Kangana’s Ranaut/Krish? ‘s Manikarnika: The Queen Of Jhansi is the kind of film whose best moments are also its most heart-breaking. Amidst all the shoddy execution, unimpressive visuals and just plain lazy action sequences, we get but glimpses, scenes, moments in which you realise what could have been. Rare instances where the spirit of the film and its potential shine through. Moments you dearly cling on to because outside of these, the film is entirely forgettable.
In one scene we see a young girl meet the queen, whose eyes light up with reverence at the sight of her, in sheer awe of her presence because the chances are, for her to come across a fiery female leader such as this is hardly a common occurrence. Or a deeply poetic sequence where women are made to melt their jewellery in order to make weapons. Or the training montage that follows which sees those women prepare for war and the looming battle ahead against the British. Or the numerous moments of sheer swag where a thunderous Manikarnika storms into the courts of other rulers or her utter ferocity in battle.
In these moments, although few and far between, you actually feel..something. A call to arms, a rousing battle cry, the rise of a leader and the utter willingness to follow this person, this symbol into battle. In short, Manikarnika: The Queen Of Jhansi does so much for gender in film, and yet that feels meaningless under the weight of its shortcomings and forgettability. Because that’s what this was intentioned to be – a female Baahubali-like film, the very thought of which is so damn exciting. Alas, a thought is all it remains.
Manikarnika: The Queen Of Jhansi tells the story of the famed freedom fighter, also known as Rani Laxmibhai, who refused to bow down to British rule and became a symbol of rebellion and freedom. We are first introduced to a naturally-gifted, unruly young Manikarnika played by a fierce Kangana Ranaut who, by marrying into its royal family, becomes the Queen of Jhansi. While most Indian rulers, including her husband the king, have made peace with the British oppressors and essentially handed them the keys, she refuses to bend the knee. You can see why Kangana is so ideally suited to the role of a disruptive outsider, here to shake up the status quo, refusing to fall in line as the industry society would demand. A Diana-like figure for her people, she quickly wins their loyalty and affection which later becomes key in earning their support and starting a movement. Later, when the king falls fatally ill, she is left to take on the mantle of Jhansi’s ruler who, in the facing of rising pressure from the British, opts for war over subservience.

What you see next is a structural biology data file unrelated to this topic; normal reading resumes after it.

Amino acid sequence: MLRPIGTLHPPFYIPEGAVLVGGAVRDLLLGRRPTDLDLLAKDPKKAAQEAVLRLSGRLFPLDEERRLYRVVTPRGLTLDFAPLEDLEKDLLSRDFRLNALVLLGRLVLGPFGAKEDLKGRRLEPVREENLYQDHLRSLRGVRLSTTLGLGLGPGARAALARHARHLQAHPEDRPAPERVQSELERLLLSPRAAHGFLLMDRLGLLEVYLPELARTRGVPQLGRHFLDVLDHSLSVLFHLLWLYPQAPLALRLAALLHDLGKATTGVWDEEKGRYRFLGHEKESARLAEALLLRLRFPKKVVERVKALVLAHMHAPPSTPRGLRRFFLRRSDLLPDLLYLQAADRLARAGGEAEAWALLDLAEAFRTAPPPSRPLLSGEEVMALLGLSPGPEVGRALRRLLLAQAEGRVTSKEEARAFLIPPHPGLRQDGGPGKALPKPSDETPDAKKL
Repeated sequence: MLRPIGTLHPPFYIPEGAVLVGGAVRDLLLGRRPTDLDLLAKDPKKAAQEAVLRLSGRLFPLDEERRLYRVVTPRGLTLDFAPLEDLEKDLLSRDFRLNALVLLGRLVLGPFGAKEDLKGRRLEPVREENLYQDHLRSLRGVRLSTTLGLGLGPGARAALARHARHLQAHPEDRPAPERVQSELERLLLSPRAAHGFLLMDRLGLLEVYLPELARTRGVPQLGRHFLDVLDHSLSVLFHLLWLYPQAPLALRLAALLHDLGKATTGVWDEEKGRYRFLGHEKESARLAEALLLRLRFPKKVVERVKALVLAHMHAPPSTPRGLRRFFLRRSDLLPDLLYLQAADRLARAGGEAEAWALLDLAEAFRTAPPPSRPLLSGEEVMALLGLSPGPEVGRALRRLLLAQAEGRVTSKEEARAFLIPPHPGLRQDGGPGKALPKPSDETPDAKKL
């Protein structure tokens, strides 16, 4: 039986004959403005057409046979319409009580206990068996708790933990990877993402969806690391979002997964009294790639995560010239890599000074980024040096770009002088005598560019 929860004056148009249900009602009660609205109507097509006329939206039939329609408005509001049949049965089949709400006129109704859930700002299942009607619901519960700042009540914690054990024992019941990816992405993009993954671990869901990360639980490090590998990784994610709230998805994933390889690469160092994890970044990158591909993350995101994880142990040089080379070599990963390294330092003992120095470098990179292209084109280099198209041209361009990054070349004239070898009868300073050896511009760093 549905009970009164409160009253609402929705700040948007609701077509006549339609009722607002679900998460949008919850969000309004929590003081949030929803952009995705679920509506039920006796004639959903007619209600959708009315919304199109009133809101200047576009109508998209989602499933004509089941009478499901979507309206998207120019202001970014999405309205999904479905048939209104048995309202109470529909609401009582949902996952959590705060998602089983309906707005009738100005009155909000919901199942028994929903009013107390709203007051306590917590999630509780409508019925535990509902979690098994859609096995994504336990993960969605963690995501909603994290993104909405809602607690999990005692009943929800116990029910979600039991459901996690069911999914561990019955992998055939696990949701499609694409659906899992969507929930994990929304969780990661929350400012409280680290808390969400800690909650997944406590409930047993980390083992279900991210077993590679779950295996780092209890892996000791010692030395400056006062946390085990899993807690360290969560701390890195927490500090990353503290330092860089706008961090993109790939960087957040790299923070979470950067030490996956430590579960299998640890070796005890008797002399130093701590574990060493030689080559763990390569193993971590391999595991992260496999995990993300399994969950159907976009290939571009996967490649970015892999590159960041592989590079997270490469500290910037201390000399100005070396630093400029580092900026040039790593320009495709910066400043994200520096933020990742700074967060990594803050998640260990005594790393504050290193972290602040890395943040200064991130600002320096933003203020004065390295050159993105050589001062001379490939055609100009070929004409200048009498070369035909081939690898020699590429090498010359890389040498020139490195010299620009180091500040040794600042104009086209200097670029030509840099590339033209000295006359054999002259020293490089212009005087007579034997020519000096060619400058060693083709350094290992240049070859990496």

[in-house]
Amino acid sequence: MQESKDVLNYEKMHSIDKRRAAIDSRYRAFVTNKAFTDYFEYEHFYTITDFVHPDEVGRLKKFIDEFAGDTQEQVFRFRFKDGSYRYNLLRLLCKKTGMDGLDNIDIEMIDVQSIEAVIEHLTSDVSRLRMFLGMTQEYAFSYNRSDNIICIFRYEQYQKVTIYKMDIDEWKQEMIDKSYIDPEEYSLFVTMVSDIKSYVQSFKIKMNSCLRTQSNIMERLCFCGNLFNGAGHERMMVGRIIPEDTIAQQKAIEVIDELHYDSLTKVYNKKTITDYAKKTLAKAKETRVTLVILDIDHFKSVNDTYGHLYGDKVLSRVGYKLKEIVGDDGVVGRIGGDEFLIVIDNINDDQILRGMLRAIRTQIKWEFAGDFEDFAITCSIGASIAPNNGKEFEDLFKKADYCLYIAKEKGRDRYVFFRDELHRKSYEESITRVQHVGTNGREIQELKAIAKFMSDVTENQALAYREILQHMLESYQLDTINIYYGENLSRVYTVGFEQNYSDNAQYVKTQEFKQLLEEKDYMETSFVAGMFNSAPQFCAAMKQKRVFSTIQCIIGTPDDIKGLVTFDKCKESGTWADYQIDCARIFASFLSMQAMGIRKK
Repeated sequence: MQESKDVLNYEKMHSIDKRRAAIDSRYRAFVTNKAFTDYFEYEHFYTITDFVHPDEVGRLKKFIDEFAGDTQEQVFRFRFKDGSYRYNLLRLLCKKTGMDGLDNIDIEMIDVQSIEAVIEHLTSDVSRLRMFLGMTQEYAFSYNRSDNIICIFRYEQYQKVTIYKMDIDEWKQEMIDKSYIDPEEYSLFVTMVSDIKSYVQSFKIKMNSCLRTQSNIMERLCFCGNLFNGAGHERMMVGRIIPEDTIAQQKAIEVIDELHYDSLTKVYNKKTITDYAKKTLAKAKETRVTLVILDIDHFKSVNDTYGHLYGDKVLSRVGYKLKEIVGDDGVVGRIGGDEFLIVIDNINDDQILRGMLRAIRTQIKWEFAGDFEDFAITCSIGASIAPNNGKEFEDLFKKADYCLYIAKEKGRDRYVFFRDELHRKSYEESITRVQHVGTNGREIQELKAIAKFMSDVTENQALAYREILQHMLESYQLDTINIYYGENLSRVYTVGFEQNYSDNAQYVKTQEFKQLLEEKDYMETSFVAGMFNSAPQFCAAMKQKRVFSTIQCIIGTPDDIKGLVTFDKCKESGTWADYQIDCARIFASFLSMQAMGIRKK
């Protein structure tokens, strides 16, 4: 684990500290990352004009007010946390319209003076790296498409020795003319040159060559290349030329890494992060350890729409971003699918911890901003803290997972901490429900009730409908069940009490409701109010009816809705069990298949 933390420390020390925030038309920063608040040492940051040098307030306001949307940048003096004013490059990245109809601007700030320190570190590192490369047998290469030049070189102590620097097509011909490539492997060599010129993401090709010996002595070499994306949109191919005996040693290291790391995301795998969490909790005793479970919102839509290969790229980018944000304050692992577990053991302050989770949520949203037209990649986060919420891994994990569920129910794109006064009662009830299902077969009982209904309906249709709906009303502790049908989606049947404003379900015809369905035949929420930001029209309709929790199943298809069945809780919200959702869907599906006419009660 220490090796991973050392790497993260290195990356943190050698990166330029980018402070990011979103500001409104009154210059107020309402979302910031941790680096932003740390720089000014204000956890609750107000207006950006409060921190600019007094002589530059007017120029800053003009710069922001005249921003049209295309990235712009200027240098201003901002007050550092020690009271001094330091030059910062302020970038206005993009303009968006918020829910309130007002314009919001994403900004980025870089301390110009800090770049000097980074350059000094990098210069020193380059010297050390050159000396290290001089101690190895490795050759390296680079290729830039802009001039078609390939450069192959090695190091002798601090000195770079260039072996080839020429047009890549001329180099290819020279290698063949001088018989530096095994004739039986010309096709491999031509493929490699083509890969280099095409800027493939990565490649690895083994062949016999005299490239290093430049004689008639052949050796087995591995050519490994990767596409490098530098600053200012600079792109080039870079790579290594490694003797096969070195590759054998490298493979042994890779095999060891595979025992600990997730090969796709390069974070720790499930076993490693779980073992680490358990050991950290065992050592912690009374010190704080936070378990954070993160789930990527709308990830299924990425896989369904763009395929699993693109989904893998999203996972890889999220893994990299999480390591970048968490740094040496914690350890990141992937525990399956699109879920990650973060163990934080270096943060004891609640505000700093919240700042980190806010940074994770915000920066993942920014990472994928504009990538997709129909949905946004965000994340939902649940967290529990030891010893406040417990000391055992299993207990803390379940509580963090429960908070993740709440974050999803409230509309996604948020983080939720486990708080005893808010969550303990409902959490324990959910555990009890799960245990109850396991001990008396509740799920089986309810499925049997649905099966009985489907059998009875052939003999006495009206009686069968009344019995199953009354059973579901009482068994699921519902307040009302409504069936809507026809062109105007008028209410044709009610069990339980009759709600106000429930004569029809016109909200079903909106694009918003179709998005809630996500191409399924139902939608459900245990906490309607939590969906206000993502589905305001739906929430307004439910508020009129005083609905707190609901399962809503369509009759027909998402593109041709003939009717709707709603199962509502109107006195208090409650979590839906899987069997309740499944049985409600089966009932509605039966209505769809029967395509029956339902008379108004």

Ranaut’s directorial debut – takes so many ‘inspirations’ from Baahubali and SLB’s Padmaavat and Bajirao Mastani, that it’s just plain uncomfortable. Much of the film feels like a like a gastric regurgitation of specific shots, costumes, sets and sequences taken from those films minus their vision or attention to detail of their makers. So much so that you wonder what this film would be without those. The fact is we live in a post-Padmaavat/Baahubali world and in terms of powerful visuals, booming scale and large action set pieces, the bar has been irreversibly raised and Manikarnika feels like a watered down version of those films. The uninspired, tepid cinematography, which offers some sort of period-drama-on-Star Plus aesthetic certainly does the film no favours.
So then, if you don’t stand to have an impact through visual style or execution what then is the appeal here? Unfortunately, what the film lacks in technical finesse it certainly doesn’t make up for in storytelling or characterisation which is equally flat. Let’s begin with the British who are once again plain laughable even by Hindi cinema’s standards of the typical pale-awkward-Hindi-spewing-cartoons we are used to. Perhaps more than the quality of their Hindi is their confused accents. The brief here was clearly ‘literally any white guys’ because many in the film have accents ranging from American to random European to ‘I swear that dude sounds French’.
That said, the first battle sequence does provide some food for thought. We see the British lay siege to the Jhansi fort and while they initially seem to be getting battered, they quickly gain the upper hand by moving their forces behind a temple, effectively using it as cover. This essentially disarms the armada of Jhansi cannons out of fear of hitting the temple. It’s moments like this that make you wonder whether it was this kind of spectacular Indian stupidity that allowed them to cripple the country in the first place. There are also some winning supporting performances, chiefly from the steadfast Danny Denzongpa and Jisshu Sengupta.
In the end, despite its shabbiness and many a moment of unintentional comedy, above all Manikarnika is an opportunity squandered. It has all the right elements in place, it is but in dire need of guidance, filmmaking and ultimately – direction. I’m going with 2 stars.